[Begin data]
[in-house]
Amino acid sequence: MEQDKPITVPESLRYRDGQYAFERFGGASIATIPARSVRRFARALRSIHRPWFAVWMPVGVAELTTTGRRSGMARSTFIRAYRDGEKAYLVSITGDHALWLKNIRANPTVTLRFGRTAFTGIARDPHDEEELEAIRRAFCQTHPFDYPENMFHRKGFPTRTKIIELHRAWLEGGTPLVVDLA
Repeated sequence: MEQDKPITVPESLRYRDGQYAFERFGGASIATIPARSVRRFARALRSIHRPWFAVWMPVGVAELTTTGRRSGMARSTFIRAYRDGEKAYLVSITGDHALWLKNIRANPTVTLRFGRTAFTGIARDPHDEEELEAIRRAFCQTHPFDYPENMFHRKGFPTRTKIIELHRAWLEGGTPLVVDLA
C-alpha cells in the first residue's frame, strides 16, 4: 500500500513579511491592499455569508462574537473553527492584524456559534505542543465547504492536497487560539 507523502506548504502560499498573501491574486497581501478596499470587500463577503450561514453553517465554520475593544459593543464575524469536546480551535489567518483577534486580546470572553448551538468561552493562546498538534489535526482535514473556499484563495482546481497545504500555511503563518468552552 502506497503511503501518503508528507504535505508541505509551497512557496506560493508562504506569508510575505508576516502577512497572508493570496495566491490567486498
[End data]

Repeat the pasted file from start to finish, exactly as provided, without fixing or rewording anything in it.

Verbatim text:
[in-house]
Amino acid sequence: MEQDKPITVPESLRYRDGQYAFERFGGASIATIPARSVRRFARALRSIHRPWFAVWMPVGVAELTTTGRRSGMARSTFIRAYRDGEKAYLVSITGDHALWLKNIRANPTVTLRFGRTAFTGIARDPHDEEELEAIRRAFCQTHPFDYPENMFHRKGFPTRTKIIELHRAWLEGGTPLVVDLA
Repeated sequence: MEQDKPITVPESLRYRDGQYAFERFGGASIATIPARSVRRFARALRSIHRPWFAVWMPVGVAELTTTGRRSGMARSTFIRAYRDGEKAYLVSITGDHALWLKNIRANPTVTLRFGRTAFTGIARDPHDEEELEAIRRAFCQTHPFDYPENMFHRKGFPTRTKIIELHRAWLEGGTPLVVDLA
C-alpha cells in the first residue's frame, strides 16, 4: 500500500513579511491592499455569508462574537473553527492584524456559534505542543465547504492536497487560539 507523502506548504502560499498573501491574486497581501478596499470587500463577503450561514453553517465554520475593544459593543464575524469536546480551535489567518483577534486580546470572553448551538468561552493562546498538534489535526482535514473556499484563495482546481497545504500555511503563518468552552 502506497503511503501518503508528507504535505508541505509551497512557496506560493508562504506569508510575505508576516502577512497572508493570496495566491490567486498